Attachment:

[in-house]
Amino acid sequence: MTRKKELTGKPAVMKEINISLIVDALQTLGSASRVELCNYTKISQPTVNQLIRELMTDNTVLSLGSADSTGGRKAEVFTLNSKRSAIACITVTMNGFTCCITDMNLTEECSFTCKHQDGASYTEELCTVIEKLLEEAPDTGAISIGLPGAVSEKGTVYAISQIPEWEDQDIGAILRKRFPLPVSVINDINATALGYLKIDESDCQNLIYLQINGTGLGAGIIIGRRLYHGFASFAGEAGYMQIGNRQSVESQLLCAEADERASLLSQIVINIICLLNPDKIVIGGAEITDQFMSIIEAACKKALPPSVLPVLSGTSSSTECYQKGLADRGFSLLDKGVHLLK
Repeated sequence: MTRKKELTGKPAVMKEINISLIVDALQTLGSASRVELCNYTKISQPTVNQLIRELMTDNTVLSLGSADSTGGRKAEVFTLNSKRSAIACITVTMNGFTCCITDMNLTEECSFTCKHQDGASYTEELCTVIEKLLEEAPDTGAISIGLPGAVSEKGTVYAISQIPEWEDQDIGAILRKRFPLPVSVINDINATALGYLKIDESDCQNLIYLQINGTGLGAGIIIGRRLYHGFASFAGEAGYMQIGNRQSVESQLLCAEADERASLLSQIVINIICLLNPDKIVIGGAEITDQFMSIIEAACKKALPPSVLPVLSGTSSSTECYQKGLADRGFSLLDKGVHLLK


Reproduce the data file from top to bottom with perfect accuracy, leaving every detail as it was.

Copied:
[in-house]
Amino acid sequence: MTRKKELTGKPAVMKEINISLIVDALQTLGSASRVELCNYTKISQPTVNQLIRELMTDNTVLSLGSADSTGGRKAEVFTLNSKRSAIACITVTMNGFTCCITDMNLTEECSFTCKHQDGASYTEELCTVIEKLLEEAPDTGAISIGLPGAVSEKGTVYAISQIPEWEDQDIGAILRKRFPLPVSVINDINATALGYLKIDESDCQNLIYLQINGTGLGAGIIIGRRLYHGFASFAGEAGYMQIGNRQSVESQLLCAEADERASLLSQIVINIICLLNPDKIVIGGAEITDQFMSIIEAACKKALPPSVLPVLSGTSSSTECYQKGLADRGFSLLDKGVHLLK
Repeated sequence: MTRKKELTGKPAVMKEINISLIVDALQTLGSASRVELCNYTKISQPTVNQLIRELMTDNTVLSLGSADSTGGRKAEVFTLNSKRSAIACITVTMNGFTCCITDMNLTEECSFTCKHQDGASYTEELCTVIEKLLEEAPDTGAISIGLPGAVSEKGTVYAISQIPEWEDQDIGAILRKRFPLPVSVINDINATALGYLKIDESDCQNLIYLQINGTGLGAGIIIGRRLYHGFASFAGEAGYMQIGNRQSVESQLLCAEADERASLLSQIVINIICLLNPDKIVIGGAEITDQFMSIIEAACKKALPPSVLPVLSGTSSSTECYQKGLADRGFSLLDKGVHLLK